LONGUEUIL, Que. - There was a surreal moment in outer space as the man who played Captain James T. Kirk chatted Thursday with a real-life astronaut aboard the International Space Station.

William Shatner, the Canadian-born actor of "Star Trek" fame, was beamed up for a chat by phone with Chris Hadfield, who is currently on a five-month space voyage.

The actor asked serious questions about Hadfield's hopes for space travel, his fears, and the emotions he felt as he stared out from beyond Earth.

They also exchanged a few jokes.

Shatner quipped that if he flopped while performing, the worst thing that could happen to him is to sweat a little bit. "In your case," he told Hadfield, "you burn up."

He also asked Hadfield how he felt, being away from his home planet for so long. That prompted a philosophical reply from the astronaut about how far humanity has come since the original "Star Trek" era.

Hadfield responded that in the 1960s, having a phone chat with someone in outer space was the stuff of science fiction.

Today, Hadfield said, it's a reality and it helps make astronauts feel more closely connected to loved ones back home.

Any hopes of turning the encounter into a Canadian heritage minute, however, may have been scrubbed with Shatner's first question.

When the Montreal-born actor asked the Sarnia, Ont.-born astronaut about having to thumb a ride on a Russian rocket to get to the space station, he appeared to refer to them both as Americans.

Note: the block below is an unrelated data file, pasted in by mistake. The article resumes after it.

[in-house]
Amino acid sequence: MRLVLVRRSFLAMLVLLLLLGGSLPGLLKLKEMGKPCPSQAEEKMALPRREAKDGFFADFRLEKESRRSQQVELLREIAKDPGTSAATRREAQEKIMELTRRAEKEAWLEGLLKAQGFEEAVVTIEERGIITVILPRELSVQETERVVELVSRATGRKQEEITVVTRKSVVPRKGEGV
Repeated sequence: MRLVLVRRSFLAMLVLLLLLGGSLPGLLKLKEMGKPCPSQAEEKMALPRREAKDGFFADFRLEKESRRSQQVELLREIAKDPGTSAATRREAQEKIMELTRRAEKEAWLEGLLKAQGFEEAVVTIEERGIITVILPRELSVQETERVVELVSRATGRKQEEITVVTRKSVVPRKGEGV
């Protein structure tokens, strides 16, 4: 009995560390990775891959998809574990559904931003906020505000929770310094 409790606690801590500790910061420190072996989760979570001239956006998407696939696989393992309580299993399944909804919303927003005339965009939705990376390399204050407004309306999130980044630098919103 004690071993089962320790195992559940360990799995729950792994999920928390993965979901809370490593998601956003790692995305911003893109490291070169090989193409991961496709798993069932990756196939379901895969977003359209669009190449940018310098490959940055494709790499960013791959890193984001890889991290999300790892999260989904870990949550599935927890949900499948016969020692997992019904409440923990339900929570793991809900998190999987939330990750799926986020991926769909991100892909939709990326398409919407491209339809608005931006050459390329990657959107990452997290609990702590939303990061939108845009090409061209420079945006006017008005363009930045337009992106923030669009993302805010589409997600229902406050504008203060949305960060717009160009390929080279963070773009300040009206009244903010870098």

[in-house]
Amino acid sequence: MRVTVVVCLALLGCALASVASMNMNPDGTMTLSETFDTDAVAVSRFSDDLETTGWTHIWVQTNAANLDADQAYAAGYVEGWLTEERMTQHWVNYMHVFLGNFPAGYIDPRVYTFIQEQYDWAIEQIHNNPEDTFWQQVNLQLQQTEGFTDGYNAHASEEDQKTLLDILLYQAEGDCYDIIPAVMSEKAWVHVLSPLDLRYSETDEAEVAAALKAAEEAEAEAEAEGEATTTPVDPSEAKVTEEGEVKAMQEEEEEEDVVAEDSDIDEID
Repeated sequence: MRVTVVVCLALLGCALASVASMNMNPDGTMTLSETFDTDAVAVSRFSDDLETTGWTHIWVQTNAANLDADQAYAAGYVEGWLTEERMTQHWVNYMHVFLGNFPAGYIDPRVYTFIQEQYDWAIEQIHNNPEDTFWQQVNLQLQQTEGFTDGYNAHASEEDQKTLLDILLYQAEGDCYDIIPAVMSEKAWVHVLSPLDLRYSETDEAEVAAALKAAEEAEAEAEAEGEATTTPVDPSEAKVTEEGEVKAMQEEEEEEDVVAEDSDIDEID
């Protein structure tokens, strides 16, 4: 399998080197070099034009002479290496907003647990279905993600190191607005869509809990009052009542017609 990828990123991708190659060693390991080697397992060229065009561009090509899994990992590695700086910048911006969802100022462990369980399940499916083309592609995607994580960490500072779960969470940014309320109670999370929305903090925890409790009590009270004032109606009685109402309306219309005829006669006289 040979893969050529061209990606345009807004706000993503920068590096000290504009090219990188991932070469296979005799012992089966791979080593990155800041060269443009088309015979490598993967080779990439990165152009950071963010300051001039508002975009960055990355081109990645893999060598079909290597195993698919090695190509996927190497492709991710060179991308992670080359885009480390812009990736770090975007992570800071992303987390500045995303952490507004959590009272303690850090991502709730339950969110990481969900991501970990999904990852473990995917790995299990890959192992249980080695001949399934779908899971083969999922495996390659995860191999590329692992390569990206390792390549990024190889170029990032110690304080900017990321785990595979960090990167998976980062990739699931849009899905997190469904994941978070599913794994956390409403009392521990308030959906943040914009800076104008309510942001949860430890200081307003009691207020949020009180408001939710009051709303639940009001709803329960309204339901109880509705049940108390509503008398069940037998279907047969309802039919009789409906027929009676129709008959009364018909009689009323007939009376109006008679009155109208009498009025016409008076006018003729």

"You're on the International Space Station, but you had to get there in a Russian vehicle," said Shatner, who has lived in the U.S. for decades.

"Are we, as America, fallen behind or is this just a pause in our space program?"

The last of the U.S. space shuttles to carry astronauts up to the orbiting space lab was retired in 2011. Hadfield replied that although the U.S. was in a "post-shuttle era," astronauts are not grounded thanks to the international co-operation that built the space station.

The 10-minute chat began with a Trekkie moment, as the link was first established with Shatner in Los Angeles.

On the old TV series, the USS Enterprise would use the sound of a boatswain's whistle to signal the beginning of a hail between space ships. Hadfield produced that sound and identified himself as "the space research vessel ISS in Earth Orbit."

For his part, the 81-year-old actor referred to the dangers of space travel — such as the possibility Hadfield might "burn up." Shatner has admitted in the past that he's not actually enthralled with the idea of extraterrestrial voyage.

Hadfield replied that it was a risk he decided to take many years ago.

"To accomplish anything is life is going to take risk," said the 53-year-old astronaut. "Some things are really worth directing your life towards and putting your life on the line for."

He added that he was inspired by the character that Shatner portrayed on TV.

The actor concluded by expressing regret that time had run out, and he suggested they continue their chat over whiskey and a cigar back on Earth.

That was a reference to a more recent TV series starring Shatner, "Boston Legal," which would end each episode with whiskey and a cigar.

While Shatner chatted by phone, Hadfield was visible on a video link that was broadcast on the Canadian Space Agency's website.

Hadfield later took questions from 30 space enthusiasts who were joined by astronaut Jeremy Hansen at the agency, in suburban Montreal.

Hansen said he was impressed to learn that Hadfield had been influenced by Shatner's artistic talents.

"I was very inspired by watching things like Star Trek and Star Wars growing up and imagining myself on these grand voyages," said Hansen, a rookie astronaut.

"It also dawned on me that guys like William Shatner were probably inspired by real space missions."

Hadfield has been beaming back photos of the Earth from the space station since he arrived there at the end of last year.

In mid-March, he will become the first Canadian to command the football-field-sized space lab.

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